Silent Night describes Jesus’ birth this way: “Silent night, holy night; Son of God, love’s pure light; radiant beams from thy holy face; with the dawn of redeeming grace. Jesus, Lord at the birth.”

Sing. Sing of the most joyous of occasions, with joy-filled abandon and reverence.

For Today: What is your favorite Christmas song? Why? If it evokes memories, what are those? Why were those times special for you?

 

Advent Day 7: Hope in the Resting

December 3

Find rest, O my soul, in God alone; my hope comes from him.
Psalm 62:5 (NIV)

Have you ever sat down in a quiet place in your home on December 26th, looked around and thought, “Christmas happened?” There aren’t any other times during the year that can fill our calendars the way the Christmas season can. We have office parties, family dinners, school programs, gift exchanges, and on and on. We’re so preoccupied with the tasks, we miss the holiday altogether. As Jesus-followers, we should see Christmas as a celebration of our Savior’s birth. Instead, that sentiment can become lost in all of the doing and the striving.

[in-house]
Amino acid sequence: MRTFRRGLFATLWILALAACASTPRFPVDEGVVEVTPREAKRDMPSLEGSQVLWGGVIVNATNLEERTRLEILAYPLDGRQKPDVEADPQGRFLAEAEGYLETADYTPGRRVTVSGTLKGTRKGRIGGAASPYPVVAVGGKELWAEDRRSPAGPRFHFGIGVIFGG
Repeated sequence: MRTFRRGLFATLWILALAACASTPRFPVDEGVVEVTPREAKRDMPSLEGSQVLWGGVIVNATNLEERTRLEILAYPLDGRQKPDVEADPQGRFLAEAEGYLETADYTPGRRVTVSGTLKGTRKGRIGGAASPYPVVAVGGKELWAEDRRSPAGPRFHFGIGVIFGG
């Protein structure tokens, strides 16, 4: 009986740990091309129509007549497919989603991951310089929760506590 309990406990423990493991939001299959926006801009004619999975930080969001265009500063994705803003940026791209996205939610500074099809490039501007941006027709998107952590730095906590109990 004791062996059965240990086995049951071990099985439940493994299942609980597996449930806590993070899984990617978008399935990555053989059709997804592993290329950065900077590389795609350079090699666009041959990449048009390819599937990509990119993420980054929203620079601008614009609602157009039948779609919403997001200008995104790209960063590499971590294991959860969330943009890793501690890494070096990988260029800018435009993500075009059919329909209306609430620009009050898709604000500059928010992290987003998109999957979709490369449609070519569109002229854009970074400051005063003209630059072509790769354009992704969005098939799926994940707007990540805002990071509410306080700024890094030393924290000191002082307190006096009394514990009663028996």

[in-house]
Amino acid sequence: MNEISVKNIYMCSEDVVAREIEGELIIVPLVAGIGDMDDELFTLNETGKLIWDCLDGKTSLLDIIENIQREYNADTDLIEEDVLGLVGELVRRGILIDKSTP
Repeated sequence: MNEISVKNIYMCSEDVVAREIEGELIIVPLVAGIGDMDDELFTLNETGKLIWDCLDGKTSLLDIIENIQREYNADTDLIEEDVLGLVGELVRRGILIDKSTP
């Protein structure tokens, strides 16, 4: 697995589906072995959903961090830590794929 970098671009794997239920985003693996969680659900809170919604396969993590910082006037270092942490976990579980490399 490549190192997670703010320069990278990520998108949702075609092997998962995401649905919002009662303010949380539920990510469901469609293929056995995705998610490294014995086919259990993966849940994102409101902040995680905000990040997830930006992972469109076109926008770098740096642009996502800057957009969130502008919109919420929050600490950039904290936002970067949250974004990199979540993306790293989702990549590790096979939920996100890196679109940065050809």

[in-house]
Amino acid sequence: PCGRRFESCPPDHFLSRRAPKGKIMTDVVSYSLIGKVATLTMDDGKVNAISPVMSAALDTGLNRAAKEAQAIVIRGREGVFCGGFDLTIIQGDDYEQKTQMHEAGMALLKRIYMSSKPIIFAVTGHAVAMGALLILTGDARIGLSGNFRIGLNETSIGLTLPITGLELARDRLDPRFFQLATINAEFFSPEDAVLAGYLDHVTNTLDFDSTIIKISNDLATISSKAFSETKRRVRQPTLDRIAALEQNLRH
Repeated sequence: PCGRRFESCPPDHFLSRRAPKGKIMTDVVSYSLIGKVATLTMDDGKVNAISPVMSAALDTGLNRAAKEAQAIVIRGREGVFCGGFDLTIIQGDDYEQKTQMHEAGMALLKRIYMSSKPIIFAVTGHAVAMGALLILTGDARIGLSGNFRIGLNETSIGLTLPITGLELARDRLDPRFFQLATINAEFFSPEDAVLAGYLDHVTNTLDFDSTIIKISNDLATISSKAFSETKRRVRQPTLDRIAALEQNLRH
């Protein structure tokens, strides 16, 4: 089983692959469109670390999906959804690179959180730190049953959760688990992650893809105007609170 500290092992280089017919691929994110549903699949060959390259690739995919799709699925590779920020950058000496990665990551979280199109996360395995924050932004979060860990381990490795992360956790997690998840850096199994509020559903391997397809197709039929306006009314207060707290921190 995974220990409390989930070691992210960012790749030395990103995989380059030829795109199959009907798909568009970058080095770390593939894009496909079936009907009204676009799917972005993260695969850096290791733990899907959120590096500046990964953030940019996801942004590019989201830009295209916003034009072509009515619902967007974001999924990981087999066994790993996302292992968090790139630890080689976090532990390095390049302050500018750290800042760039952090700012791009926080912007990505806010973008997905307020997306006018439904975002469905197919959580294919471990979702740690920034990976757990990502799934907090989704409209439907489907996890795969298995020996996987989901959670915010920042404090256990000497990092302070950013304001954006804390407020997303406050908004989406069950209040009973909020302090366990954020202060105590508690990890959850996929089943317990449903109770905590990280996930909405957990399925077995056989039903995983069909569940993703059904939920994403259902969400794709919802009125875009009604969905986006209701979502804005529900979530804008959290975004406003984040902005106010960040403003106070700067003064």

As we end the first week of Advent, take time to rest. Find a quiet spot and spend a few minutes thanking the Lord for his grace and his Gift. Read Luke 2:1-40, and be filled with wonder at the power of Jesus’ birth. Listen to worship music. Do something that will replace your busyness with praise.

Whether this is your favorite season, or if this time of year is hard for you – rest. Hope is recognized in the resting.

For Today: Take a moment right now to identify one thing you’re going to do to rest. It might be something that you normally do during the Christmas season that you’ll make the choice to skip, so that you can use that same amount of time to rest. How will you be intentional about resting in the midst of this season?

Advent Day 6: Hope in the Rejoicing

December 2